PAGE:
Learn These Japanese Kanji and You’ll Be Fine! (Restaurant Edition)
When visiting Japan, you are sure to encounter kanji (Chinese characters used in written Japanese) wherever you go. Despite these same characters being used in a number of countries, Japanese usages and nuances can be completely different, leading to difficulties. This themed selection of kanji commonly encountered at restaurants will help to avoid these problems!
- 1. Kanji Indicating Amounts
- 2. Kanji for Menus
- 3. Kanji Expressing Ranks of Menu Items
- 4. Common Kanji at Ramen Restaurants
- 5. Kanji for Common Seasonings
- 6. Kanji Indicating Flavor Intensity
- 7. Kanji Indicating Spice Levels
- 8. Kanji Used When Choosing and Ordering Food
- 9. Kanji Used When Paying the Bill
- 10. Other Kanji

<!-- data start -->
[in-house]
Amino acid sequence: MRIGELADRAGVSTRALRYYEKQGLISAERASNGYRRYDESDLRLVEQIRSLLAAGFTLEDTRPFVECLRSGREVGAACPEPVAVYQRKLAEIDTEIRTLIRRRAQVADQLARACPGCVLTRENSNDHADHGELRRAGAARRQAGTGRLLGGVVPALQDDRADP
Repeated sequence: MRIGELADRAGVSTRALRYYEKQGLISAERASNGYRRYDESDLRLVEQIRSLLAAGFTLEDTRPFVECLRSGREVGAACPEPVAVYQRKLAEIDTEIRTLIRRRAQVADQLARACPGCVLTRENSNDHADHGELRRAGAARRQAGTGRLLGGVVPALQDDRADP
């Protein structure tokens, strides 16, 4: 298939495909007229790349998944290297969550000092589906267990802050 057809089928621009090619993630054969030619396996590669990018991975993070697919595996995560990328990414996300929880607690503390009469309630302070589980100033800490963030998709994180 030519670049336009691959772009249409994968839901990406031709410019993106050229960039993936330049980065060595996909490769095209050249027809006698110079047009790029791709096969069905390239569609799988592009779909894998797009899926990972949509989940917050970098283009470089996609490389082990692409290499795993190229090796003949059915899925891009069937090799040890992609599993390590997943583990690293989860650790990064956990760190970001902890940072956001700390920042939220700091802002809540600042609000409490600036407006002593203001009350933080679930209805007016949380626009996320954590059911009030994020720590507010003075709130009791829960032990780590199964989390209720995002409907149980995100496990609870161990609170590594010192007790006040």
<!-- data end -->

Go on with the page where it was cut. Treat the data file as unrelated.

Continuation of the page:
1. Kanji Indicating Amounts
▼大 (Dai) / 中 (Chu) / 小 (Sho)▼
"Dai" is used at restaurants to indicate large portions, while "sho" is used for smaller portions. "Chu" represents either medium size or a standard amount. For example, a large serving of rice would be written as ライス(大) (Rice (Dai)).
This kanji means "normal". At restaurants, it indicates that a portion is generally average-sized, similar to "chu".
This indicates that you will get a generous portion of food. It is often used at ramen and gyudon (rice bowl dish with beef) restaurants, and like "dai" indicates that the portion size is quite large.
▼おかわり自由 (Okawari Jiyu)▼
This phrase means that refills for the same dish or drink are free of charge. Many restaurants offer things like "okawari jiyu" rice and tsukemono (Japanese pickles).
2. Kanji for Menus